TOM LYONS reflects on a memorable day as Ahamilla rolled out the red carpet for a senior inter-county game
ONE eye on the weather forecast, the Infant de Prague statue on the windowsill and a silent prayer offered up at Mass that the day would clear up.
Saturday had promised the start of summer, but Sunday morning dawned misty and grey. You can’t plan anything in Ireland with our contrary weather but a fine day can definitely make or break any event like the first-ever inter-county ladies football championship game being played in Clonakilty on Sunday.
Thankfully, the prayers were answered as the day cleared, bar the strong breeze. By the time the kids swarmed on the pitch for autographs and photographs following Cork’s Munster LGFA victory against Waterford, the sun was beaming down.
‘We were so lucky with the weather,’ said an exhausted but delighted Yvonne Ryan, chairperson of the Clonakilty ladies football club.
The crowds were already gathering in Ahamilla when we arrived an hour before the 2pm throw-in. The first steward we encountered was chairman of the GAA club, Denis O’Sullivan, directing traffic at the main gate, showing that it’s all hands to the wheel on a day like this, no rank being pulled.
‘The Munster stewards are checking the tickets inside and also taking cash. All our lads and lassies are manning everything else. We’re lucky to be able to use the extra playing pitches for parking,’ O’Sullivan explained.
At a club meeting the previous Monday night concern had been expressed about the parking and the soft ground following heavy rain. So much so, that it was decided to close the main pitch for the week to have the surface in perfect order for the game and the immaculate condition of the pitch on Sunday proved that decision to be a good one.
The atmosphere inside the grounds was building nicely, both teams on the side pitches warming up, the chip van already doing business. Not taking cash at gates has been a controversial issue of late but to their credit, the Munster LGFA were taking cash on Sunday and it showed that both systems, pre-booked tickets and cash, can be worked together.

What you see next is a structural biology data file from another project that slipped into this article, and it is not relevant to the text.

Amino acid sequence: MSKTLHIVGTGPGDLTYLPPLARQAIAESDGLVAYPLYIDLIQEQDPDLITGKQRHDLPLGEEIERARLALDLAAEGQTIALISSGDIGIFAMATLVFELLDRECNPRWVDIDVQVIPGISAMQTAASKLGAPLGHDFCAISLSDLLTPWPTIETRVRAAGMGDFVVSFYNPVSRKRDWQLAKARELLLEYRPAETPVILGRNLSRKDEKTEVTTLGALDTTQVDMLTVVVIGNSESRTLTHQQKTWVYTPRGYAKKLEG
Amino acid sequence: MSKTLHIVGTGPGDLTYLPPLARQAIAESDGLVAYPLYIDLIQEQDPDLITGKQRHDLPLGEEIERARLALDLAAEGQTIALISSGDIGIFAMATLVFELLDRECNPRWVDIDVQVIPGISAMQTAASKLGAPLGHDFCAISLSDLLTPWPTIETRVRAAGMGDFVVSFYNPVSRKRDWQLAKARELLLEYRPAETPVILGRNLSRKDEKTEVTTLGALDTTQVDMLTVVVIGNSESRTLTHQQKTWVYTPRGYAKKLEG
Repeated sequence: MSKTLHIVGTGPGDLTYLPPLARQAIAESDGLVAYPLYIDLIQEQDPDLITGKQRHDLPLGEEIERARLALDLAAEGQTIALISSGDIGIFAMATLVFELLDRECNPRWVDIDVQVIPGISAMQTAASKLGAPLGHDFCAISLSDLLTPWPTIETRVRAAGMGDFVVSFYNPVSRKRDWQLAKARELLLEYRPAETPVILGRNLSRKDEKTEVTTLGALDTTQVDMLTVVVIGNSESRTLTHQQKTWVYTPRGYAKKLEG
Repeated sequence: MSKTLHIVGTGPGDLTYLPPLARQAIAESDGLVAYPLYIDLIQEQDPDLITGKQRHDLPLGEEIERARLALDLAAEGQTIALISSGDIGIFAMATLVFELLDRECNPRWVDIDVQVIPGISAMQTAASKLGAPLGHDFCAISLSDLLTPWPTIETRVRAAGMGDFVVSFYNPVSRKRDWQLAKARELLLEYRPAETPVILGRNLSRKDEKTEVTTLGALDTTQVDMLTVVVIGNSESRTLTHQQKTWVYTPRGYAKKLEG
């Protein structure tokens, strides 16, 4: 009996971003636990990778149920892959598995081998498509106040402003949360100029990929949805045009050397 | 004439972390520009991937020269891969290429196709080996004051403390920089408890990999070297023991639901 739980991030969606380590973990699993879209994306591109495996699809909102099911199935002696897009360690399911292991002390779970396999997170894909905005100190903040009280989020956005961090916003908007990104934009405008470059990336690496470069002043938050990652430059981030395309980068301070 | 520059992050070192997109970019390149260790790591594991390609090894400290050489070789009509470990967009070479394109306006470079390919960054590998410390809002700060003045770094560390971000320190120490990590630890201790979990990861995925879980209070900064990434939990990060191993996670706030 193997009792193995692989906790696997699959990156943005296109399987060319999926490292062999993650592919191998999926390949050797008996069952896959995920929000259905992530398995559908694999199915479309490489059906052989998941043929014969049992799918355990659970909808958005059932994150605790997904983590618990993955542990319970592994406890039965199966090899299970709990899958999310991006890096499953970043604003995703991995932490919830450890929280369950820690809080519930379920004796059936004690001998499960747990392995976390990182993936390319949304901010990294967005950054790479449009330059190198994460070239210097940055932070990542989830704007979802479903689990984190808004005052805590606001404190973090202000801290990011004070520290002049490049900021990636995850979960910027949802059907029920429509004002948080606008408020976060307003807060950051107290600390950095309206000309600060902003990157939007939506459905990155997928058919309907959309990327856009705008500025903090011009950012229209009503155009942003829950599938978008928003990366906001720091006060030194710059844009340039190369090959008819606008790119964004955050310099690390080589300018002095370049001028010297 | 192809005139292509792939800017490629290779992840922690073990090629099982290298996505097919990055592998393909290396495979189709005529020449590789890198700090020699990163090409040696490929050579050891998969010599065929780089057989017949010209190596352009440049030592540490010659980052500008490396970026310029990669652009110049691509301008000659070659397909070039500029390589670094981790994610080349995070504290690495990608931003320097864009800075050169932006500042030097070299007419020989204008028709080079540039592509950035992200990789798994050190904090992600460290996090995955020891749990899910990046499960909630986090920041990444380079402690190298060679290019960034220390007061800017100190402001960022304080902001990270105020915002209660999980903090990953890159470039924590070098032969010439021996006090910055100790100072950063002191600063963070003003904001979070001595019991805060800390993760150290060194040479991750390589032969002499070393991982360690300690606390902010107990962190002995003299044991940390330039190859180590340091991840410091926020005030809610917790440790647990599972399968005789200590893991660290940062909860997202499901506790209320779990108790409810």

‘West Cork has been doing tremendous work in promoting ladies football and it was an easy decision to bring this game to Clonakilty today,’ said Munster LGFA President Robbie Smyth, who was in charge of arrangements on the day.
‘The marvellous buzz here in Clon and the size of the crowd, the largest we have had at a Munster game this season, including the Cork v Kerry game the previous Sunday, proved the decision was the correct one.’ The three flags flying high in the strong breeze at the entrance to the pavilion, the lush green of the main pitch, the sideline flags waving, the crowd mingling on the steps, the buzz of conversation all round as friends met friends, all contributed to the atmosphere building up before the big game began.
The covered stand was filling up fast as throw-in time approached and, although there was no official figure given, local experts put the crowd at about 1,200 at least. Bringing the game to the supporters in West Cork rather than the other way round was a great idea and we met supporters from many local clubs. Emer Cleary of the famed Castlehaven clan was delighted as it enabled her mother, into her 90s, to make the trip to watch her two grand-daughters playing. As it turned out, one, Orlaith Cahalane, replaced the other, Emma Cleary, who was injured. Special arrangements had also been made to enable the grandmother of the Kiely sisters from Valley Rovers to watch the game from her car. Such was the planning that had gone into the occasion behind the scene.
Getting the pitch ready was the duty of groundsman John Collins, who had to postpone the spreading of sand owing to the match and the wet weather. He was busy stewarding the car park all day but could take a well-earned bow at the end of the day.